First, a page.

Last Friday (14), during the Rio Innovation Week, Rio de Janeiro’s Secretary of State for Science, Technology and Innovation, Sergio Luiz Costa Azevedo Filho, better known as Dr. Serginho, announced that the state will have a production technology center. Industrial-scale graphene foam.
Demonstration of hydrophobic graphene sponges to be produced in Rio de Janeiro. Photo: propaganda / sectarian
Called hydrophobic (able to repel water) sponges, they are reusable and remove oily materials from water surfaces like rivers, lakes, and even parts of the ocean like Guanabara Bay faster than current technologies.
According to the Secretariat, graphene is a form of carbon that has properties such as mechanical resistance and, at the same time, lightness, and is abundantly available in Brazil.
As published by Diário do Rio, the plant presentation ceremony was attended, in addition to Dr. Serginho, Minister of Science, Technology and Innovation, Marcos Pontes, representatives of the University of Caxias do Sul and Zextec, participants in the project.
Graphene foam can become our great ally in cleaning up Guanabara Bay. It is a sustainable solution and at a cost that is significantly lower than the technologies used so far for this purpose,” said Dr. Serginho. “The launch of this product is proof that investing in high-quality research is delivering countless results for society.”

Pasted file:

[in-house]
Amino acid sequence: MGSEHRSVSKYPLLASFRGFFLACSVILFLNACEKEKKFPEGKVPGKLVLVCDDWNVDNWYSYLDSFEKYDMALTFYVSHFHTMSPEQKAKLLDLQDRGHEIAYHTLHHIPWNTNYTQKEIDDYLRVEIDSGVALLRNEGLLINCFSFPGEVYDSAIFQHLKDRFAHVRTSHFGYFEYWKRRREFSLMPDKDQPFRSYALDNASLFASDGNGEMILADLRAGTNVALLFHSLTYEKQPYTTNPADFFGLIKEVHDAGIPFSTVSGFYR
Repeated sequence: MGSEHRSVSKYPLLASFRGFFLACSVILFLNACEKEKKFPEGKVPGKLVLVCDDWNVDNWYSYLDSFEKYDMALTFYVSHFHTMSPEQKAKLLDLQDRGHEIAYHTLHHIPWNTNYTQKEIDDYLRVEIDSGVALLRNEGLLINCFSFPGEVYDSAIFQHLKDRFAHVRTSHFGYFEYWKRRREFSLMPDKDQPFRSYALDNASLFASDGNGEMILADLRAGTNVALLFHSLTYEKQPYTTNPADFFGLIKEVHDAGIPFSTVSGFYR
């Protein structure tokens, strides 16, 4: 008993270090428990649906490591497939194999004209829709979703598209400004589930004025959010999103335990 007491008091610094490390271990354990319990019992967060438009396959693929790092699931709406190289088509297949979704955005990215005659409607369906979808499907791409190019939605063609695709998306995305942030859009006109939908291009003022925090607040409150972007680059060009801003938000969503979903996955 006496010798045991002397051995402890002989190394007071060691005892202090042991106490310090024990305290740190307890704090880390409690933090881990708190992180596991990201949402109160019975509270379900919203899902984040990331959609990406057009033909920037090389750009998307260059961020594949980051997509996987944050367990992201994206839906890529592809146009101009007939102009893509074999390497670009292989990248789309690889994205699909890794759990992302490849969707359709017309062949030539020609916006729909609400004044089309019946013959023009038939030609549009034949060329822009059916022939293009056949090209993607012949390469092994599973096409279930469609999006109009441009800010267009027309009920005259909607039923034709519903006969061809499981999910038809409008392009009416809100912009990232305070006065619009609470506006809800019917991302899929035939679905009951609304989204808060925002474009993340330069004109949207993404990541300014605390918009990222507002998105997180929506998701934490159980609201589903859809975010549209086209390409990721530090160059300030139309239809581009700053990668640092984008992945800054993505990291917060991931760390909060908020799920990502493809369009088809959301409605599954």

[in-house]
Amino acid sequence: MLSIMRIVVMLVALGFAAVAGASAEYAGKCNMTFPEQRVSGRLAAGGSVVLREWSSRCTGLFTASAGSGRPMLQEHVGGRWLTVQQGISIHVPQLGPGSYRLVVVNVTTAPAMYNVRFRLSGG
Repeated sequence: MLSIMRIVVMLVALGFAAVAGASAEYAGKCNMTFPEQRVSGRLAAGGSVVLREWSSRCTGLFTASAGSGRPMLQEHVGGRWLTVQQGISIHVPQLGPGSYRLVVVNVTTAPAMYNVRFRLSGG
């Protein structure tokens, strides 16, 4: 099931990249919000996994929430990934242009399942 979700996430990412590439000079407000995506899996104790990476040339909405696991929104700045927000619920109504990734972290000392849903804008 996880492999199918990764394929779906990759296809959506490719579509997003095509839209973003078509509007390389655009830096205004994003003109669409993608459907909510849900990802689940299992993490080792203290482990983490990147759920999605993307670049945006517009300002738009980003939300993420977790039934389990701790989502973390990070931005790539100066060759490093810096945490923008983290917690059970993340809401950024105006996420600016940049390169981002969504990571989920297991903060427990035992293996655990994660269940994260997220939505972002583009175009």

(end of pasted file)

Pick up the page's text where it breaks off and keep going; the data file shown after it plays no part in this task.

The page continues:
Electric raft with foam has demonstrated the ability of the product to remove oils and other organic matter from water and can be used to clean areas with permanent spills of these products, such as ports, oil extraction and refineries.
Brazil is a reference in graphene
For two years, the directors have devoted themselves to technology development under the Graduate Program in Process Engineering and Technology at the University of Caxias do Sul (UCS), based on a research project on hydrophobic foams.
According to the scientists, the material has many applications besides cleaning water surfaces and can be used both in new designs for optical communications and in health-tracking adhesives, for example.
The new technology center, to be established in the city of Niterói, will be called the Iñas Carneiro Technological Centre, in honor of Professor Iñas Carneiro, Bruna’s former presidential candidate in the 1980s and 1990s famous for the slogan “My name is Ines”.
“Thanks to the joint efforts of Brazilian researchers, authorities and companies, Brazil is already producing many products from graphene, transforming knowledge and technology into jobs and income for the country,” Minister Marcos Pontes emphasized.
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